Nor can we stop it. What happens when we meet death? Nothing. Just the flow of emotions, the pain, tears, the usual procession. And then life goes on until another death -just as it did for this woman with her husband, then her son. Really each and every person on this earth is by nature already as good as dead. It’s only a matter of time before you are part of a procession that ends with a little copper or stone marker that has two dates on it and a name between. We can’t deal with death, we can’t fix the brokenness it leaves behind, and we can’t stop it.
And with such broken hearts and helplessness, where do we turn when facing death? Those who have suffered great loss can begin to wonder “doesn’t God care at all?” Along with that thought comes, “How will I handle this?” The truth is that we can’t by nature turn to our God for help in death. By nature, we can only see him as an angry God, a God we blame for death. You see by nature we turn against our creator when facing death. Anger, frustration, as if it is his fault. And grieving without having Jesus leaves one with no real consolation, only the feeling that God is not concerned. One is left separate, distant from God. And this is our situation without Jesus!
This is because we have a worse problem than death. Death is only the symptom of a greater problem. Our hearts are born to rebel against God. And when our hearts meet the author of life in this way, only one side will win. The terrible effects of sin, the terrible wage of our hearts waging war against our God results in our hearts being broken as we mourn the death of loved ones. Crying is all we have left to face death’s procession! It’s the body’s way of surviving the train wreck that death is to us! Why? Because we can’t deal with death, we can’t stop it and we can’t handle it. By nature we don’t even want to accept that we are the reason for it! And it boggles the mind to think that there is someone who can really help deal with death.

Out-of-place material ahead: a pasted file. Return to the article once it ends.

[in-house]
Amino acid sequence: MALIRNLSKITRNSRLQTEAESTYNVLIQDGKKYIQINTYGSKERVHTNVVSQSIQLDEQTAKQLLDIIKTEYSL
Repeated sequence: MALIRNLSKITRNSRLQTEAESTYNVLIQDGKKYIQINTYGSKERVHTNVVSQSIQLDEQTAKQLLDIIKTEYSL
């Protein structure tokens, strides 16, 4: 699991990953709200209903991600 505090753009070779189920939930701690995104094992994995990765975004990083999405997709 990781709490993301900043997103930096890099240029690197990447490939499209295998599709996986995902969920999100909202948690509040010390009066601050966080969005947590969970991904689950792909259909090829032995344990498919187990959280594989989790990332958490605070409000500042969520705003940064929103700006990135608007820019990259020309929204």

With a few short words and a few small gestures, the Lord of life shows what he does to death’s march. He not only offers the consolation, ‘don’t cry’ but acts and gives a reason for us to really be comforted.
When the Lord saw her, his heart went out to her and he said, “Don’t cry.” Luke mentions Jesus by his Divine title here. IT was the author of life that saw this march of death in front of him. God notices. Not only did he notice her, but his heart broke for her. We might begin to think that with all the people in the world the God won’t pay attention very much to our own sufferings; that he has somehow forgotten us in this large world. But we see Jesus looking beyond the crowd around him to one who grieves. The Lord does care about us and our sufferings. He is concerned about us when we grieve. Jesus’ heart went out to this widow. You could literally read this that “his heart broke.” God shares in our grief. He feels our loss and pain. We know that we never have to feel abandoned and alone in our grief. Our God does care! See what happens when Life meets death? His heart goes out. It pains God to see our grief.
What’s the first thing he does in response? He gives us his comforting Word. “Don’t cry” he tells her. That might seem ridiculous at a funeral coming from anybody else. But not from Jesus. So it is with us. He tells us, “Blessed are those who mourn, for they will be comforted.” And as unreal as that may sound when facing great loss and death, it is true! And it comforts us in our sorrows. With the very Word of God we have the response of the author of life to comfort us in all our grief. He speaks to us through that Word. In it we see that death causes him tears to, our pain causes him pain, and our suffering leads him to offer us Words of comfort. To all who would listen they hear him saying in his word “Don’t cry.” See what happens when Life meets death? His Word is given to comfort us.